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But this state could not endure. The outer coating or crust of the earth having become comparatively cool, (and at the same time preventing to a large extent the escape of heat from the interior), the dense, watery vapour surrounding the earth cooled also and precipitated itself in sheets of dew or rain upon the earth, gradually covering it with water and converting its surface into one vast ocean.
The earth was in this condition when “the Spirit of God moved (or brooded] upon the face of the waters.” Instead of the “Spirit of God," some translate "the Wind of God," that is, a violent wind. So far as the Hebrew word ('
717 rûăck) is concerned, either translation will do, but how, before the existence of an atmosphere and in the then condition of the earth, a violent wind could blow, it is hard to conceive. The translation in our English Bible is therefore preferable, though our present knowledge does not enable us to explain the action intended in this brooding of the Divine Spirit. Doubtless it was some preparatory process fitting our earth for its next stage.
The description of the earth given in this second verse is therefore in general accord with the theories of modern science. Unfortunately as yet science has only theories to give us regarding that far off past. But those theories are something more than mere guesses; they are based on observed facts such as these :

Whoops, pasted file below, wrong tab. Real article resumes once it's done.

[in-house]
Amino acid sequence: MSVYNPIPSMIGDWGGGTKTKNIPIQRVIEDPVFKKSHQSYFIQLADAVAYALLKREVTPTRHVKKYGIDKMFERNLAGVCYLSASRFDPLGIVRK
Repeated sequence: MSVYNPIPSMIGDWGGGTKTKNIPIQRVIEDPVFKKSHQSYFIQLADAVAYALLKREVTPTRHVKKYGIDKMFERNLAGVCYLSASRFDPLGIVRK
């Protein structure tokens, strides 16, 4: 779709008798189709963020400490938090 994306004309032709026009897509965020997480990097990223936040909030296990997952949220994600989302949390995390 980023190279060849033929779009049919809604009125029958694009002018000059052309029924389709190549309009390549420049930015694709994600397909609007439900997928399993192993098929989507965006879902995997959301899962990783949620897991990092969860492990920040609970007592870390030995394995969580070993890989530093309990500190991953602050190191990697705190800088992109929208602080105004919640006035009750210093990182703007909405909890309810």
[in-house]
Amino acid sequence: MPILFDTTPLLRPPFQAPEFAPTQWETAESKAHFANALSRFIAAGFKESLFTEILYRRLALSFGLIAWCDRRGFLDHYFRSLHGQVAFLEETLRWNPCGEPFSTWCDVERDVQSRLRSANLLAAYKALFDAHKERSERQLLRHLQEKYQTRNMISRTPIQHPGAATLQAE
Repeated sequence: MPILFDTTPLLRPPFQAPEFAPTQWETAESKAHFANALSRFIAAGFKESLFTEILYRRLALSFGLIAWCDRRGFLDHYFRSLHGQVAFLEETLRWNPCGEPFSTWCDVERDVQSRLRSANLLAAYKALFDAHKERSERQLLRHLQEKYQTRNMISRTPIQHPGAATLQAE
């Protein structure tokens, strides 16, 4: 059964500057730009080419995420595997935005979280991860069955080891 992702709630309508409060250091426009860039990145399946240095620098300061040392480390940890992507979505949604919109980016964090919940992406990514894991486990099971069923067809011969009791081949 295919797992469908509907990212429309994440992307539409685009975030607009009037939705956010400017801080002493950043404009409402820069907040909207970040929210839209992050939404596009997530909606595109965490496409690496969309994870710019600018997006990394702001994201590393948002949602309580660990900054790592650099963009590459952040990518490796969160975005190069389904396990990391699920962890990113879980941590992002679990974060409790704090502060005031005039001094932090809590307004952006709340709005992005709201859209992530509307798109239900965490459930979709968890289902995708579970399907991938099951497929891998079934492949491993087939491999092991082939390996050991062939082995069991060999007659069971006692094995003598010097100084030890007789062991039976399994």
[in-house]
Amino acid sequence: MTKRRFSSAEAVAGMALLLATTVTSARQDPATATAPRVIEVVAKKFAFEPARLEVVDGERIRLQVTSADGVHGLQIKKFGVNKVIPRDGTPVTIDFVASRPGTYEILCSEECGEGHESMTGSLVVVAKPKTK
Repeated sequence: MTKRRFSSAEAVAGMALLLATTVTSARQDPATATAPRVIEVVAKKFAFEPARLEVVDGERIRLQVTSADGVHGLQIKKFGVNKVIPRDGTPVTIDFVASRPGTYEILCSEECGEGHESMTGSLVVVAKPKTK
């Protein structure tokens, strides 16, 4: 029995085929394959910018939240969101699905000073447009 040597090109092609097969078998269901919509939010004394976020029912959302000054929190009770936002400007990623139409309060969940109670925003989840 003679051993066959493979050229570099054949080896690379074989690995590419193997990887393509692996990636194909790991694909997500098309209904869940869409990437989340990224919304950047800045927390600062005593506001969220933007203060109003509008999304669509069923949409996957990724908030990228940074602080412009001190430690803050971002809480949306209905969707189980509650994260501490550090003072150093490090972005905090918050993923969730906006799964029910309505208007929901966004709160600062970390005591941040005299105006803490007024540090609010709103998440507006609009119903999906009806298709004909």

1st. The orbits of the planets are nearly circular.
3rd. They revolve round the sun in one direction which is also the direction of the sun's rotation.
4th. They rotate on their axes also, so far as is known, in the same direction.
5th. Their satellites, except those of Uranus and Neptune, revolve in the same direction.
To these may be added the spheroidal shape of the earth (and the other planets), the increasing heat as we penetrate downwards, the present condition of the sun, and the existence of the nebulous masses in space. All these consideratious point to a history for our earth such as we have sketched.